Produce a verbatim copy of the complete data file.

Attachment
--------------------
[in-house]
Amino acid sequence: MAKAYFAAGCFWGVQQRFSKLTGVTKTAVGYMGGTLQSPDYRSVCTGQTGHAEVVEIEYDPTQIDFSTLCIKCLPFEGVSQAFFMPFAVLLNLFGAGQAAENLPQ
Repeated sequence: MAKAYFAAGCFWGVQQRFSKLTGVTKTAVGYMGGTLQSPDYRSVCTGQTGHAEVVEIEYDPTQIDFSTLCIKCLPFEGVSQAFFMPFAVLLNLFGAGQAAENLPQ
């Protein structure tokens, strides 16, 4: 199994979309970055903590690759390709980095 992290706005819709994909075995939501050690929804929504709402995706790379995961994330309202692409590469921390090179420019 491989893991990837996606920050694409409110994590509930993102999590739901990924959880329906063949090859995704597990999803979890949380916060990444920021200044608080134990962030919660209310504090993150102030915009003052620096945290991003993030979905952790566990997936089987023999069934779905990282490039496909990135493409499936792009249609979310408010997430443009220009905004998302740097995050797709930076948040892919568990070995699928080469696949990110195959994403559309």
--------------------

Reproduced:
[in-house]
Amino acid sequence: MAKAYFAAGCFWGVQQRFSKLTGVTKTAVGYMGGTLQSPDYRSVCTGQTGHAEVVEIEYDPTQIDFSTLCIKCLPFEGVSQAFFMPFAVLLNLFGAGQAAENLPQ
Repeated sequence: MAKAYFAAGCFWGVQQRFSKLTGVTKTAVGYMGGTLQSPDYRSVCTGQTGHAEVVEIEYDPTQIDFSTLCIKCLPFEGVSQAFFMPFAVLLNLFGAGQAAENLPQ
């Protein structure tokens, strides 16, 4: 199994979309970055903590690759390709980095 992290706005819709994909075995939501050690929804929504709402995706790379995961994330309202692409590469921390090179420019 491989893991990837996606920050694409409110994590509930993102999590739901990924959880329906063949090859995704597990999803979890949380916060990444920021200044608080134990962030919660209310504090993150102030915009003052620096945290991003993030979905952790566990997936089987023999069934779905990282490039496909990135493409499936792009249609979310408010997430443009220009905004998302740097995050797709930076948040892919568990070995699928080469696949990110195959994403559309």